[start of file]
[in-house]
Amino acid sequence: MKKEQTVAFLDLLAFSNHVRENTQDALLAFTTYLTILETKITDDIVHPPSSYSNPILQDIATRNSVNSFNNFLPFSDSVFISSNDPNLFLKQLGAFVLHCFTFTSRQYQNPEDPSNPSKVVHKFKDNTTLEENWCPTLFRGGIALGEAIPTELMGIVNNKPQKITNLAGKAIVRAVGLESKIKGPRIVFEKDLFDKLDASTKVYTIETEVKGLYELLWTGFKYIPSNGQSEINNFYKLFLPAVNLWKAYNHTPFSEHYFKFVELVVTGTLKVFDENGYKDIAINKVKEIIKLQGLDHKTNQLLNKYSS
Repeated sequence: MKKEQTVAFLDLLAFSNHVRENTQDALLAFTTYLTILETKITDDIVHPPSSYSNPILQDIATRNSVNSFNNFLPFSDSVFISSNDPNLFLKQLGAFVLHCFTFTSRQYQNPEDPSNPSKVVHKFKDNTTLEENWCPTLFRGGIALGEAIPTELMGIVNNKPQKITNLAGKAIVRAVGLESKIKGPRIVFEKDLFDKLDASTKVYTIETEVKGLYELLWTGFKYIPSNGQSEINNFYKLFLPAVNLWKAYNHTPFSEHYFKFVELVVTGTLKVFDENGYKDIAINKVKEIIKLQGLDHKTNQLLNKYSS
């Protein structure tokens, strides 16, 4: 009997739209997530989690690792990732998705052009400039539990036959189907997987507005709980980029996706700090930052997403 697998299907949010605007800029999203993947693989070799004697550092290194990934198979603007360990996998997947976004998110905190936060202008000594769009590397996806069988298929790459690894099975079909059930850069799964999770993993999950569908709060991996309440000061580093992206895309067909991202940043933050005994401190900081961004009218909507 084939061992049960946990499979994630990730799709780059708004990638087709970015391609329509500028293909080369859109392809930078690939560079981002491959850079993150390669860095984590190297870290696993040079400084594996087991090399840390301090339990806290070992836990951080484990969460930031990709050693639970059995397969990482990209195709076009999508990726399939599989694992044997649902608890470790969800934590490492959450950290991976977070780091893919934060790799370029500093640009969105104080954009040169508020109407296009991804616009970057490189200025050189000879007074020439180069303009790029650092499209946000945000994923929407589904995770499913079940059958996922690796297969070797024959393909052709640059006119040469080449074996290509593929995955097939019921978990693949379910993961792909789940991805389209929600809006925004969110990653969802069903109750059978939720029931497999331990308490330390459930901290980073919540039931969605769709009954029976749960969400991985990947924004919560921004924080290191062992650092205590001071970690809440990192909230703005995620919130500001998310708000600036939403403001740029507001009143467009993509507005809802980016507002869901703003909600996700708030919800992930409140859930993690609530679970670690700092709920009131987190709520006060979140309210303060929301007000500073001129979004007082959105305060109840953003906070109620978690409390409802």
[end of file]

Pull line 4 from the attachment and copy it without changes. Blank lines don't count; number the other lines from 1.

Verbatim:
């Protein structure tokens, strides 16, 4: 009997739209997530989690690792990732998705052009400039539990036959189907997987507005709980980029996706700090930052997403 697998299907949010605007800029999203993947693989070799004697550092290194990934198979603007360990996998997947976004998110905190936060202008000594769009590397996806069988298929790459690894099975079909059930850069799964999770993993999950569908709060991996309440000061580093992206895309067909991202940043933050005994401190900081961004009218909507 084939061992049960946990499979994630990730799709780059708004990638087709970015391609329509500028293909080369859109392809930078690939560079981002491959850079993150390669860095984590190297870290696993040079400084594996087991090399840390301090339990806290070992836990951080484990969460930031990709050693639970059995397969990482990209195709076009999508990726399939599989694992044997649902608890470790969800934590490492959450950290991976977070780091893919934060790799370029500093640009969105104080954009040169508020109407296009991804616009970057490189200025050189000879007074020439180069303009790029650092499209946000945000994923929407589904995770499913079940059958996922690796297969070797024959393909052709640059006119040469080449074996290509593929995955097939019921978990693949379910993961792909789940991805389209929600809006925004969110990653969802069903109750059978939720029931497999331990308490330390459930901290980073919540039931969605769709009954029976749960969400991985990947924004919560921004924080290191062992650092205590001071970690809440990192909230703005995620919130500001998310708000600036939403403001740029507001009143467009993509507005809802980016507002869901703003909600996700708030919800992930409140859930993690609530679970670690700092709920009131987190709520006060979140309210303060929301007000500073001129979004007082959105305060109840953003906070109620978690409390409802």